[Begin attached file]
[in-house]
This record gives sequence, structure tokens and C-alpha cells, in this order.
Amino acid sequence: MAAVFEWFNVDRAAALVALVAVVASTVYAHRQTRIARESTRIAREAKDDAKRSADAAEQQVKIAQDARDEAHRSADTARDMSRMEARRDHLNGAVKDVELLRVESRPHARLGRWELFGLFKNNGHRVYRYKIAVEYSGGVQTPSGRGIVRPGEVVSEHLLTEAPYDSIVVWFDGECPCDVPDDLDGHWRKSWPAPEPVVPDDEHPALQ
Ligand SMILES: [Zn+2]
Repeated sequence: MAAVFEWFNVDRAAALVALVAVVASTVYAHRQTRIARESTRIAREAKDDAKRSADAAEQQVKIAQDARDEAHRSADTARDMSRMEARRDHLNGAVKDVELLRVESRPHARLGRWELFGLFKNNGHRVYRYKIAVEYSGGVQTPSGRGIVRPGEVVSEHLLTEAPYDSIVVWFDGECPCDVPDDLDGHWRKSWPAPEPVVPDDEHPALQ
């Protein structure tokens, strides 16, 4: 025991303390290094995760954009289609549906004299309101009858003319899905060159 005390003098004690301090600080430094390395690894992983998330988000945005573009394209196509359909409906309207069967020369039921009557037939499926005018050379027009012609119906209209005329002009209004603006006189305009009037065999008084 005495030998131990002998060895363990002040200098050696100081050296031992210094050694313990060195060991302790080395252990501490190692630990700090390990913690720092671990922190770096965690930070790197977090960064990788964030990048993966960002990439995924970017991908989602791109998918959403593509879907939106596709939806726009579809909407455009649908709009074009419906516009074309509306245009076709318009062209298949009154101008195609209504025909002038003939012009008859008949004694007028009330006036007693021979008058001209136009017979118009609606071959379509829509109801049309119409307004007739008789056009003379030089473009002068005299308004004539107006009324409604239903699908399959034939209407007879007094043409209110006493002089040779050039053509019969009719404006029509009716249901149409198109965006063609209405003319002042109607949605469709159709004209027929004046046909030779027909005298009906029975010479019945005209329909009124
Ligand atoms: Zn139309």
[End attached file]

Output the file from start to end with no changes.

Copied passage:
[in-house]
This record gives sequence, structure tokens and C-alpha cells, in this order.
Amino acid sequence: MAAVFEWFNVDRAAALVALVAVVASTVYAHRQTRIARESTRIAREAKDDAKRSADAAEQQVKIAQDARDEAHRSADTARDMSRMEARRDHLNGAVKDVELLRVESRPHARLGRWELFGLFKNNGHRVYRYKIAVEYSGGVQTPSGRGIVRPGEVVSEHLLTEAPYDSIVVWFDGECPCDVPDDLDGHWRKSWPAPEPVVPDDEHPALQ
Ligand SMILES: [Zn+2]
Repeated sequence: MAAVFEWFNVDRAAALVALVAVVASTVYAHRQTRIARESTRIAREAKDDAKRSADAAEQQVKIAQDARDEAHRSADTARDMSRMEARRDHLNGAVKDVELLRVESRPHARLGRWELFGLFKNNGHRVYRYKIAVEYSGGVQTPSGRGIVRPGEVVSEHLLTEAPYDSIVVWFDGECPCDVPDDLDGHWRKSWPAPEPVVPDDEHPALQ
């Protein structure tokens, strides 16, 4: 025991303390290094995760954009289609549906004299309101009858003319899905060159 005390003098004690301090600080430094390395690894992983998330988000945005573009394209196509359909409906309207069967020369039921009557037939499926005018050379027009012609119906209209005329002009209004603006006189305009009037065999008084 005495030998131990002998060895363990002040200098050696100081050296031992210094050694313990060195060991302790080395252990501490190692630990700090390990913690720092671990922190770096965690930070790197977090960064990788964030990048993966960002990439995924970017991908989602791109998918959403593509879907939106596709939806726009579809909407455009649908709009074009419906516009074309509306245009076709318009062209298949009154101008195609209504025909002038003939012009008859008949004694007028009330006036007693021979008058001209136009017979118009609606071959379509829509109801049309119409307004007739008789056009003379030089473009002068005299308004004539107006009324409604239903699908399959034939209407007879007094043409209110006493002089040779050039053509019969009719404006029509009716249901149409198109965006063609209405003319002042109607949605469709159709004209027929004046046909030779027909005298009906029975010479019945005209329909009124
Ligand atoms: Zn139309």